Availability of Device Links

During initramfs boot stage, not many symbolic links are available for use with boot-up stage. We investigate which device paths are available for encrypted swap.

No need to do update-initramfs or any rebuilding of initfs here.

LVM Linked Device Names

In the /dev directory, LVM creates several symbolic links for each LV (logical volume) partition that lvcreate (or systemd-lvm2 during bootup) activates.

During initramfs boot stage, LVM activation creates the following block and symbolic files links:

  • /dev/dm-X
  • /dev/mapper/vg_swap-lv_swap_encrypted
  • /dev/vg_swap/lv_swap_encrypted

During normal kernel boot stage, OS takes care of the rest of the following links. No need to investigate by whom or where, as our focus is on link availability for encrypted swap partition DURING initramfs boot stage.

  • /dev/block/254:X
  • /dev/254:X
  • /dev/vg_swap-lv_swap_encrypted
  • /dev/lv_swap_encrypted
  • /dev/dm-name-vg_swap-lv_swap_encrypted

Twenty reboots into runlevel 2 later, I've learned that it will never be possible (during initramfs boot stage) to use mount by-uuid because as each time the swapper writes unencrypted data into the first couple of blocks into the encrypted partition, whatever UUID it had before its encrypted data wrote over it is now long, long gone.

For normal post-bootup stage, UUID can be used in cryptsetup/cryptdisks_*.

Let's step back away from physical and extended partition UUID to take a look at LVM UUID here: LVM management pretty much ensures that each LVM partition is highly unique.

DANGER: In short, only danger to you is by reusing this same LVM parition for something else other than swap. If so, by the next reboot, that partition gets converted back to a swap space again and any newly installed data is gone (just be glad it's not the old and precious data).


This arrangement of going by LVM VG/LV name would be impervious to data loss caused by addition, removal, and repartitioning of a hard drive, whether it's a swap or a filesystem.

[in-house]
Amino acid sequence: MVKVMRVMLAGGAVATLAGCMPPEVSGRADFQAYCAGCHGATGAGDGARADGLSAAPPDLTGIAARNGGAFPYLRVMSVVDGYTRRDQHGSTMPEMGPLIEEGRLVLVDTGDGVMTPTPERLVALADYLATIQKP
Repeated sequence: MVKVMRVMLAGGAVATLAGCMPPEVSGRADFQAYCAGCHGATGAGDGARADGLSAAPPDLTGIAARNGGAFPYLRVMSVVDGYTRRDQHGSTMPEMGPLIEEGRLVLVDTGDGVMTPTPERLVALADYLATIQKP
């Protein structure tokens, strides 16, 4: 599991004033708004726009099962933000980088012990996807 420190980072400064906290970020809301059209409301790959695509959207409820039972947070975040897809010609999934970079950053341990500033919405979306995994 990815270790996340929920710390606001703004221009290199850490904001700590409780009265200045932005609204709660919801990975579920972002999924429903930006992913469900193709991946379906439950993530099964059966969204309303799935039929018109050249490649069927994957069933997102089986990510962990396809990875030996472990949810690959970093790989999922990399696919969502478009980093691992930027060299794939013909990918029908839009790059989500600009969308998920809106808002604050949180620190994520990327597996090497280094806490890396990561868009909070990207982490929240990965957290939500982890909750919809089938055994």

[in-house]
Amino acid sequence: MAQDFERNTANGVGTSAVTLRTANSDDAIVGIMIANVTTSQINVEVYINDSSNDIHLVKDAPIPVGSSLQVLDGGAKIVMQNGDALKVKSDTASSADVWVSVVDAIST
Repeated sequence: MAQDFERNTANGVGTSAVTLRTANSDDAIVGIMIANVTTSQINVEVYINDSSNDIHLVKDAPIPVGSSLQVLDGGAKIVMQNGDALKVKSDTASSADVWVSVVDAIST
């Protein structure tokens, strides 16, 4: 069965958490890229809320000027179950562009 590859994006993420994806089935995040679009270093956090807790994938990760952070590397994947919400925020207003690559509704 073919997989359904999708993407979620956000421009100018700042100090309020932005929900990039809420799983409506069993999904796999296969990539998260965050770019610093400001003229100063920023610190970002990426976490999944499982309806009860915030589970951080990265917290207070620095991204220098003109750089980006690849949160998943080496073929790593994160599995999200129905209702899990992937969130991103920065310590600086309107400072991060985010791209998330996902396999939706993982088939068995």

In this /etc/crypttab example:

swap_unencrypted /dev/mapper/vg_swap-lv_swap_encrypted /dev/random none

swap space using memory-based randomized-key AND using VG/LV pathname, this approach will take your existing swap partition and convert it to an encryp ted swap space.

Basically, the following steps will

  • disable hibernate,
  • create an LVM partition for encrypted part of swap space,
  • make a new entry in /etc/crypttab
  • get dm-crypt/LUKS to create yet another partition, swap_unencrypted.
  • modify swap entry in /etc/fstab
  • Create swap space (mkswap)
  • Enable swap space ('swapon`)

all to re-encrypt the swap space now and after every reboots.

Disable Hibernate

To use randomized key, you should understand that hibernate feature gets no longer supported.

You should disable hibernate as well before going on further. Hibernate makes use of swap space and randomized keys effectively makes prior hibernation quite unusable.

Note: we WANT to set the physical or extend partition to SWAP to fool the systemd initramfs generator into NOT disabling the SUSPEND/SLEEP part.

On Debian, you can execute:

systemctl mask hibernate.target hybrid-sleep.target
systemctl restart systemd-logind.service  # or reboot if using Gnome/gdm3 display manager

Good news is that hardware suspend or sleep mode will still work.

Create LVM

These steps assumes that you have a physical or extended (and not a LVM) partiti on for a swap partition already.

Re-type the Swap Partition

Assume that /dev/sda is the drive name. Assume that 3 is the partition number of /dev/sda drive that swap is located on.

Execute fdisk and use t option to relabel the Linux swap into Linux LVM by entering in 31 (or you can use L to list all options after that t comma nd.

# fdisk /dev/sda

Welcome to fdisk (util-linux 2.33.1).
Changes will remain in memory only, until you decide to write them.
Be careful before using the write command.

Command (m for help): t
Partition number (1-4, default 4): 3
Partition type (type L to list all types): 31

Changed type of partition 'Linux swap' to 'Linux LVM'.

Command (m for help): w
The partition table has been altered.
Syncing disks.

Create LVM Physical Volume

Create a physical volume for LVM, by executing:

pvcreate /dev/sda3

Create LVM Volume Group

Create a volume group for LVM, by executing:

vgcreate vg_swap /dev/sda3

Nice thing about a volume group is that you can expand your swap space later on with another physical hard drive.

Create LVM Logical Volume

Create a logical volume for LVM, by executing:

lvcreate -l 100%vg -n lv_swap_encrypted vg_swap

# Make the LVM create a special file under /dev/vg_swap/lv_swap_encrypted